Mutty is reminded of an important detail that occurred to him about his and Papa’s meeting with Hearst. He tries to find out if Mama knows about it and when he fails, he decides to ask Mima Faiga.
Mutty thought for a moment about a plan to bluff his way around Mima Faiga, telling her he’d left something behind the last time he came to fix something in the apartment and then looking around for letters from Esther. But one look at her face convinced him otherwise. She was standing there with her arms crossed, and her piercing stare told him that that would be a big mistake.
“Well, I’ll tell you,” he said, as though they had been in the middle of a conversation and he was simply changing the subject. “I’d like to know if you’ve heard from my sister-in-law Esther recently.”
Mima Faiga softened, but only a practiced eye could see it. “
“Not that recently,” said Mima Faiga. “Although we do write letters back and forth regularly. Is there something specific you’d like to know?”
“As a matter of fact there is. There is something I would sure like to know.”
“What is it?” said Mima Faiga.
“I don’t know if it’s my place to say, so I’m not going to. But I’d appreciate it if you’d let me read one of the more recent letters you’ve received. If I see what I need there, I’ll be glad to let you know what was on my mind.”
She stared at him as though she were taking his picture in her mind, going over every inch of his face. “Are you telling me the truth?” she asked. “You’re not just being nosy?”
“No, Mrs. Taubenfeld, I am not. If I wanted to be nosy, I did not have to come all the way over here on a cold day to do that. There is plenty to be nosy about in the comfort of my own home.”
She stared at him a few moments longer, then turned around to open a drawer in the vitrina behind where she was standing. Mutty took a moment to look around the apartment, admiring its elegance. He liked it, but he knew he would never be able to live this way after having seen the way the Zayits lived. He had no idea how he would find a wife here in New York City who would agree to live like the Zayits, whereas there were probably many women like that in Eretz Yisrael.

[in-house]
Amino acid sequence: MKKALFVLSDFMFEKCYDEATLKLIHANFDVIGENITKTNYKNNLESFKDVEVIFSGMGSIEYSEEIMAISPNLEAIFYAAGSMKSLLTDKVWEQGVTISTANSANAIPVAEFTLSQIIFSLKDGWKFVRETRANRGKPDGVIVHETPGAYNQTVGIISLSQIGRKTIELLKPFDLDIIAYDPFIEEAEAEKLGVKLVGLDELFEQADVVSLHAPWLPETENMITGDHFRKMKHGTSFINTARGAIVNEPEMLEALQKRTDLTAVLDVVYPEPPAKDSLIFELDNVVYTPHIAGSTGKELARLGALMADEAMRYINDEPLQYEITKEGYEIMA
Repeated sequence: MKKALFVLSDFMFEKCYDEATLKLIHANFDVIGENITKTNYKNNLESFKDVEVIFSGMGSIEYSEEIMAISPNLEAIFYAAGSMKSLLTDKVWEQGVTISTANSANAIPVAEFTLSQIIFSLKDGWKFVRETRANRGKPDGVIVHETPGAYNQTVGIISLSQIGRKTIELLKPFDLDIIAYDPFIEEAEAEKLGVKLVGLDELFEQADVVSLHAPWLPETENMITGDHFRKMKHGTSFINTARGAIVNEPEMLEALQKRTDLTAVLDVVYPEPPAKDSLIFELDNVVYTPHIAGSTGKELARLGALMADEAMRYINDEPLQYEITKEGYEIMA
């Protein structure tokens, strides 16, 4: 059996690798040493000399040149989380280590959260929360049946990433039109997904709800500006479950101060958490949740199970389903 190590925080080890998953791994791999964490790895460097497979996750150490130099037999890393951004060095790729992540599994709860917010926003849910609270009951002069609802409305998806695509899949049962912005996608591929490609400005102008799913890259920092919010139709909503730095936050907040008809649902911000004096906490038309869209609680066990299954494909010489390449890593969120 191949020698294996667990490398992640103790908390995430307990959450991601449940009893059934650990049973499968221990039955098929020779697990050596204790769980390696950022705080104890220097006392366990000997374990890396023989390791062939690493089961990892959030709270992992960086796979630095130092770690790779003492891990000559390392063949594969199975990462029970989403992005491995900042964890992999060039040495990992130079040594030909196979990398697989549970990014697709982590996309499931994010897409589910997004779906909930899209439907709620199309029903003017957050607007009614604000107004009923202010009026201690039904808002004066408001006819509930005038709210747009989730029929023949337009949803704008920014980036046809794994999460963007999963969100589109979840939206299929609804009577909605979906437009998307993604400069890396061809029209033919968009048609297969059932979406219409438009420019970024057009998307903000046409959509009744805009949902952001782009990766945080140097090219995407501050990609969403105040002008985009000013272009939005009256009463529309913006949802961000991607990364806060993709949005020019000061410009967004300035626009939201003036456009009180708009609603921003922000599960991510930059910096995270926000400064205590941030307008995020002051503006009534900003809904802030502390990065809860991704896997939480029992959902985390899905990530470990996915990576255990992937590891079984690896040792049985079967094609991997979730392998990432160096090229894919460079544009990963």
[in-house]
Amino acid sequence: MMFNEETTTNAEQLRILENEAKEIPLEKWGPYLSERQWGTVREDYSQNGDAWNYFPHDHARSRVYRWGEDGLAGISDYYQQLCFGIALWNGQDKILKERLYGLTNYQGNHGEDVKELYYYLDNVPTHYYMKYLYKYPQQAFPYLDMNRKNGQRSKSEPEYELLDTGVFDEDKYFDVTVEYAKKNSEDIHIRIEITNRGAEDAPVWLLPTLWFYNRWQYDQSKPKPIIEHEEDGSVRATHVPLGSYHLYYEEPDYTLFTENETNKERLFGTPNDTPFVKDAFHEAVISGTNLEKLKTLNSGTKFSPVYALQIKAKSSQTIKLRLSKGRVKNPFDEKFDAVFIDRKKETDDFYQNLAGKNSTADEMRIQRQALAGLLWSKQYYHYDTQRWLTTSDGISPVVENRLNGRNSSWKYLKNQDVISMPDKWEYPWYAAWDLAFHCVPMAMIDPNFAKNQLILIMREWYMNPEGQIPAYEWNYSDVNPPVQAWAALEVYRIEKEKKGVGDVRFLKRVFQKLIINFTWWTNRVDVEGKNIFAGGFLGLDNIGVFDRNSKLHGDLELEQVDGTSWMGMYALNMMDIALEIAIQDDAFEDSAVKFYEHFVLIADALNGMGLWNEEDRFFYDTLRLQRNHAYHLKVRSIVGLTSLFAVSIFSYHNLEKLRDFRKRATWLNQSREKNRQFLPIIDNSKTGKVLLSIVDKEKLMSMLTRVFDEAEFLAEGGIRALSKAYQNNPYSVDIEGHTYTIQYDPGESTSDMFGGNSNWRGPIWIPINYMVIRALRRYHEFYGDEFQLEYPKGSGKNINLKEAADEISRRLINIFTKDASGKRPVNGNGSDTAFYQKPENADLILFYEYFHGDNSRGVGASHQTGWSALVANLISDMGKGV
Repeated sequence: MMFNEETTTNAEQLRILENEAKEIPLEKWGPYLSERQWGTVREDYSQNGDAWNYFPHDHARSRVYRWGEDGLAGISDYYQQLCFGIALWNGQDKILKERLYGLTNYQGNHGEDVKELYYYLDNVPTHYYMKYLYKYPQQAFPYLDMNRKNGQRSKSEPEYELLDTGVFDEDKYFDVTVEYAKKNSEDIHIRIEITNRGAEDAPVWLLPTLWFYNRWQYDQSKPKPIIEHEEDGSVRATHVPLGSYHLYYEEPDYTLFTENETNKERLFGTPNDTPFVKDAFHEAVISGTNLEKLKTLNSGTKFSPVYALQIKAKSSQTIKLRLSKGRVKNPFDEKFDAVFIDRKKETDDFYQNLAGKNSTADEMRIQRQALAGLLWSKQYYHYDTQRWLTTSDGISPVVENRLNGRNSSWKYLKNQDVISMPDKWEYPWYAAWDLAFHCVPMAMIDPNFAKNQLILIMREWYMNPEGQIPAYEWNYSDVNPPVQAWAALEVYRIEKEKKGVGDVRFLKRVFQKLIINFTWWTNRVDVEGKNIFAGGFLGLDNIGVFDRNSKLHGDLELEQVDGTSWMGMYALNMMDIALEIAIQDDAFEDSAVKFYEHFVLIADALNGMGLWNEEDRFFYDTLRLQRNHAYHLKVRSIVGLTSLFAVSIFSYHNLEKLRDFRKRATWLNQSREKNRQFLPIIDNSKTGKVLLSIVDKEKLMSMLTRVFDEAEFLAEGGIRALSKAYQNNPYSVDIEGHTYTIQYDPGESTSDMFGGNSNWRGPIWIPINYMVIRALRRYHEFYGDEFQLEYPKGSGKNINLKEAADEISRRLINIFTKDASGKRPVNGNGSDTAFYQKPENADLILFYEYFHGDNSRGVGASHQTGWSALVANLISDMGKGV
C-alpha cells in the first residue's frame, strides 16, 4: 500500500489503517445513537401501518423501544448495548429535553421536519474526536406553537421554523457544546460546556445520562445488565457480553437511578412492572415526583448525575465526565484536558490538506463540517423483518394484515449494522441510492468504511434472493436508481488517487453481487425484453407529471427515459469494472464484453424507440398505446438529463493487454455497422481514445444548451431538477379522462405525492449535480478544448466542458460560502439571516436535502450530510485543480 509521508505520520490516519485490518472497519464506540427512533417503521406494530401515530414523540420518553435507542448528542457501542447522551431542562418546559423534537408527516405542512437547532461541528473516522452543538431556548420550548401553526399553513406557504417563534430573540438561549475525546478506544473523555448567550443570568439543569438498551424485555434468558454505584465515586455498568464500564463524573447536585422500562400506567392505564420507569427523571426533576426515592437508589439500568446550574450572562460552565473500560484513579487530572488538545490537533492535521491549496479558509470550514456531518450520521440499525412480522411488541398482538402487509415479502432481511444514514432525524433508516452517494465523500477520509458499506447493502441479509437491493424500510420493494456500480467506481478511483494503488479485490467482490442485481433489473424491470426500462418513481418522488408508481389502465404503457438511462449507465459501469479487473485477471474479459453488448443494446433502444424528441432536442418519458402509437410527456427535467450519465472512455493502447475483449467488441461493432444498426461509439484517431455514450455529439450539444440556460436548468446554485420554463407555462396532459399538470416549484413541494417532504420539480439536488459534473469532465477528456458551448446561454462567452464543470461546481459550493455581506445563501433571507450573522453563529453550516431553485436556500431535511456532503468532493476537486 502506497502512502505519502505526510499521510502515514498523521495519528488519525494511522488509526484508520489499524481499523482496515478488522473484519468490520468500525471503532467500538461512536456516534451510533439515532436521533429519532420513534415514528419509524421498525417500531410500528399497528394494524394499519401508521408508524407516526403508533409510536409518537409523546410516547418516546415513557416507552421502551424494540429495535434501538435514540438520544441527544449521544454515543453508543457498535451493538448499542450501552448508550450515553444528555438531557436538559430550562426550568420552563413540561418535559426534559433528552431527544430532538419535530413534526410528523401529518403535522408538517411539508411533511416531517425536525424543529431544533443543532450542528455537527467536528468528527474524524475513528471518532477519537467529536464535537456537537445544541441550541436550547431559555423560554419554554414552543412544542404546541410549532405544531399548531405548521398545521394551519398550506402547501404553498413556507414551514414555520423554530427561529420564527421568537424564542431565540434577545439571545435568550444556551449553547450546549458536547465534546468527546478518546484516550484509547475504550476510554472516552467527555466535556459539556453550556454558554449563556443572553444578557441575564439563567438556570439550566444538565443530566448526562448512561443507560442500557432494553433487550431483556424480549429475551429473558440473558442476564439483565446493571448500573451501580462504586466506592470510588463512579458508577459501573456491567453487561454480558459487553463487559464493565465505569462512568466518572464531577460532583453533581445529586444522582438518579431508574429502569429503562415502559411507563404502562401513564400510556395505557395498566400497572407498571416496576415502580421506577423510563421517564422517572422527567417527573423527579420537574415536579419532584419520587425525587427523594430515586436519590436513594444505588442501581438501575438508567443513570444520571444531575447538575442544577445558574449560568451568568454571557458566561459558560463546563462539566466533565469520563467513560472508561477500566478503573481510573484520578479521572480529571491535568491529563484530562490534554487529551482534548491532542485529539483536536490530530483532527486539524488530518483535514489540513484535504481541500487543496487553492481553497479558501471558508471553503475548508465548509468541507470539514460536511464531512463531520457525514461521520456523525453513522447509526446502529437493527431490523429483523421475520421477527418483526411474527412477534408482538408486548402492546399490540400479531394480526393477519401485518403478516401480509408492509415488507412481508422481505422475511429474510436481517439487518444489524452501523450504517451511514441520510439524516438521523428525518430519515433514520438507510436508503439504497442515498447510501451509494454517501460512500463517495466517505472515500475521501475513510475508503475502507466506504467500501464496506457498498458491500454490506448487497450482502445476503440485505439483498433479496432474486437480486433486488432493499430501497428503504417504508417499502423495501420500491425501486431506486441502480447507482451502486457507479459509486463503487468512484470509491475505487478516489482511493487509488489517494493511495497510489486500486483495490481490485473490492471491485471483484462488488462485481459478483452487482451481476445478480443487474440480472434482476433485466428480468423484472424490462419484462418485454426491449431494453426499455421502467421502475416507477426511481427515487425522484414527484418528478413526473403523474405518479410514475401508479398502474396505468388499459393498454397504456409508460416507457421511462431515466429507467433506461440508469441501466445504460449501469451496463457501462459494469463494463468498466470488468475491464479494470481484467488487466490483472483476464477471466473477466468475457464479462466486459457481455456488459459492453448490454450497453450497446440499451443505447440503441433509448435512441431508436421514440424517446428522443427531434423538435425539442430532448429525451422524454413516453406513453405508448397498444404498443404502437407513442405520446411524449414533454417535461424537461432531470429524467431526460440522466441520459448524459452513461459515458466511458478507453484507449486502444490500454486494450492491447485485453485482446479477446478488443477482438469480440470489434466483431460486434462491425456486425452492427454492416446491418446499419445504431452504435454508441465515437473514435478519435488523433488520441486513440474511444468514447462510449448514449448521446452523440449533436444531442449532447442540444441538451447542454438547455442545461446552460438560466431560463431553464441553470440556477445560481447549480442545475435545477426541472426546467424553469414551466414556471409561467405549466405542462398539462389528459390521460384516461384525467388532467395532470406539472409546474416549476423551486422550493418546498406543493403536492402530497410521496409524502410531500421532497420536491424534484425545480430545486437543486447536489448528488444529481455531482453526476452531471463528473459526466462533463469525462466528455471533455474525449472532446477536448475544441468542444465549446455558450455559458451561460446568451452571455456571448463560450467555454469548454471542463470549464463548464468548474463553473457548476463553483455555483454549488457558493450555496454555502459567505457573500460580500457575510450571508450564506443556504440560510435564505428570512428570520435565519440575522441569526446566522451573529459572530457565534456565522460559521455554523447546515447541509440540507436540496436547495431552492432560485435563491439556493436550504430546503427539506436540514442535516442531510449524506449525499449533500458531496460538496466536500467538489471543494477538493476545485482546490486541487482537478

He tried not to think about his feelings of regret for leaving, because he knew that every moment he spent here was a mitzvah beyond measure. In fact, he repeated that phrase to himself many times a day: “A mitzvah beyond measure, a mitzvah beyond measure,” particularly on a difficult day, especially when he’d first arrived home. Papa’s good days had begun to outnumber his bad days, causing Mutty and Mama to breathe huge sighs of relief. But just as they were finished with one worry, another one came to take its place.
She came back to the doorway holding a small packet of letters tied with a ribbon. She tapped them against her palm like a metronome keeping time.
“Mordechai, isn’t it?”
“It is, but most people call me Mutty.”
“Mordechai is more dignified,” said Mima Faiga.
“Well, if you want to be really dignified, it’s Ephraim Mordechai ben Yosef.”
“You’re a chassan bachur,” she said.
“I guess. One of these days.” His eyes were mesmerized by the ticking of the letters, and he thought he would burst until she handed them over.
“Read them here,” she said.
“Oh, no… I …” Mutty had wanted to bring them home and show them to Mama as proof of his claim, if proof was going to be needed.
“Read them here or don’t read them. I’ll get you a drink while you decide.”
Her children were fluttering about in the foyer, observing the conversation between him and their mother with unchecked curiosity.
Realizing there wasn’t much choice, Mutty sat down at the kitchen table.
“Come here,” he said to one of the little boys. His payos were particularly bouncy and curly.
“They don’t speak English that well yet,” said Mima Faiga without turning around.
“All right. Yingeleh, kum doh,” Mutty repeated.
“Itzik! That’s not the way we talk to a grown-up,” said Mima Faiga.
Mutty held Itzik’s hands a moment before letting him go, and took a good look into the little one’s face. There he saw immediately what had caught his attention before. He looked around again and saw the same in the eyes of the other children. They may have been from Poland, but their eyes were from Eretz Yisrael.
To be continued . . . .